Collecting and Drying the Harvest
Anticipating a bumper crop of fragrant lavender this year after planting more than 30 ‘Phenomenal’ plants in the spring of 2015, I was ready. Ready with lots of purple chiffon bags for sachets, wreath wire forms, and hanging space for the dozens of hand-gathered bundles removed from a thriving hedgerow of lavender plants. And ready with some new ideas of what to try with my sweet-smelling harvest. See Lavender Honey-Scented Body Butter and Lavender Honey Ice Cream posts for previous articles. The Lavender Honey Ice Cream is sublime!
Just as the small purple flowers are opening, I get myself ready for the harvest. Using my sharpest shears, I cut right above the woody part of the plant. This action also prunes it, making the plant neat and tidy looking for the next harvest.
Gathering the harvest is a delightfully aromatic job with lots of bumbles and honeybees still attached. Not likely to sting, I gently brush the bees off while cutting, bunching, and stacking bundles. Gathering in the early evening, bumblebees tend to congregate and sleep on the flower wands, but the heat of midday is too hot for me to handle. I will take the bees anytime!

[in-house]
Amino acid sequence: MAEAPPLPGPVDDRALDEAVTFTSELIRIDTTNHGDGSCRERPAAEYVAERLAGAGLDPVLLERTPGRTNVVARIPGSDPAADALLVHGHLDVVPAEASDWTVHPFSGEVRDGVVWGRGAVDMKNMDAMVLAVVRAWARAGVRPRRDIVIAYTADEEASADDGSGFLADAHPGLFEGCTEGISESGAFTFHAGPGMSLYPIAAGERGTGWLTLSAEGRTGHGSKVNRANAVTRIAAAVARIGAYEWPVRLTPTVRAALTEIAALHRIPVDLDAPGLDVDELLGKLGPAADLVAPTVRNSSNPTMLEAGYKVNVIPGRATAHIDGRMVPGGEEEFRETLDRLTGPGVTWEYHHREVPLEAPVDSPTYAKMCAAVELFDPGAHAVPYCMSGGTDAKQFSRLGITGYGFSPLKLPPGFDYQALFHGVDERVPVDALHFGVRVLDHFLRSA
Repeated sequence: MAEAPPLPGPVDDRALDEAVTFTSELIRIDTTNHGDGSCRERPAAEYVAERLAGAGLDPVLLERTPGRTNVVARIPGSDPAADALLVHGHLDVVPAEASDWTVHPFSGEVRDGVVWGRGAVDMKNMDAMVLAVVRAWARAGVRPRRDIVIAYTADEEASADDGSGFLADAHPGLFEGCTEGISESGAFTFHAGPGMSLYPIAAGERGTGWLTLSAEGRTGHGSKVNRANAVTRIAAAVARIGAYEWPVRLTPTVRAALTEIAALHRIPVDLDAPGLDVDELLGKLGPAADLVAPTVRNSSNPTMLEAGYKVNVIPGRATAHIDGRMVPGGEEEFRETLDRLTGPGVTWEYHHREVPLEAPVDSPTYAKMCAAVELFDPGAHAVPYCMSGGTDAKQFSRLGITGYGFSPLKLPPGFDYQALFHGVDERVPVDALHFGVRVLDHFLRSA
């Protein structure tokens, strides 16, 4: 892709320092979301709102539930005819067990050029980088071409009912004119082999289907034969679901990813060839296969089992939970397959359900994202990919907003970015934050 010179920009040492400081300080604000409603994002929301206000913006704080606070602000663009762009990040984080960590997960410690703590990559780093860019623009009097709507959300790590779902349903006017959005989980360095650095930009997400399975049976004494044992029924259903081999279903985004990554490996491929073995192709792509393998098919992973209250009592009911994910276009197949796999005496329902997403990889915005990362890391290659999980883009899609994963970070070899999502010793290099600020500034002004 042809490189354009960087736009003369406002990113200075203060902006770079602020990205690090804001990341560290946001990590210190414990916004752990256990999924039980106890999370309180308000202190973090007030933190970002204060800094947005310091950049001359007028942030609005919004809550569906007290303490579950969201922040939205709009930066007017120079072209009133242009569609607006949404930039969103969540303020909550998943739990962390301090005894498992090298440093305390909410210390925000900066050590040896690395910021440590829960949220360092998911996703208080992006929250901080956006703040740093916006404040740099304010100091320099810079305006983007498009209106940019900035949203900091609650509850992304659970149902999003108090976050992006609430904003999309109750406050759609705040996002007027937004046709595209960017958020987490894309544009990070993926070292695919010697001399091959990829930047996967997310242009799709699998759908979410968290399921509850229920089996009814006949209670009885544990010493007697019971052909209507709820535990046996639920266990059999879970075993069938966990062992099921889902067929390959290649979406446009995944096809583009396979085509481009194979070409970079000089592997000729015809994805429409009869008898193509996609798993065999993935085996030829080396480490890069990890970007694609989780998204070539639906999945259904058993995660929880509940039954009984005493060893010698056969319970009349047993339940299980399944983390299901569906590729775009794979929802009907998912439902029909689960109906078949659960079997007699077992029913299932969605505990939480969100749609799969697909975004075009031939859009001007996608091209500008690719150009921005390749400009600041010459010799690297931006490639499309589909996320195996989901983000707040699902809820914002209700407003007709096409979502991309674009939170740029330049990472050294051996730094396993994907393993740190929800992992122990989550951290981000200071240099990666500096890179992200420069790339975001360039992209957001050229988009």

Taking about three years to reach full maturity, I can now cut about six to eight bunches per plant. Every year a few plants bite the dust and I fill in the holes with young transplants.
One bunch of lavender stalks fill your hand comfortably and I rubber band the bundle tightly. As the stalks dry they shrink and the rubber band shrinks with it. The band becomes a convenient holder to snag an opened paper clip which I attach to a braided rope hanging from my basement ceiling.
Look for a cool dark spot to dry your bunches to retain the best fragrance and color. Any bits and pieces of lavender stalks, I keep to use on the grill or fire pit for aromatic smoke.
Wreath Step By Step
Making a lavender wreath takes lots of flower stalks but this year, I had plenty. Gathering a large basket of cut stalks all facing one way is your first step. Using plenty of lavender to start with will ensure that as the wreath shrinks as it dries, it will still look full.
Creating smaller and shorter bunches for a wreath (about six to seven inches long) and wiring the bunches together makes it possible to create a beautiful fragrant wreath to hang in the house. Start with a 10 inch pinch clamp wire wreath base for a quick and easy method to make your garland. The only other supply you need is some thin wire to wind around the bunches. Your house will remain very fragrant for days after you create this beautiful circlet.
Make a fist sized bunch
Wire to fasten stems
Pinch bundle on wreath form with pliers
Keep arranging bundles on base
Finished! Add a wire hanger to the back and let dry flat
Add a wired moire ribbon bow to complete the dried wreath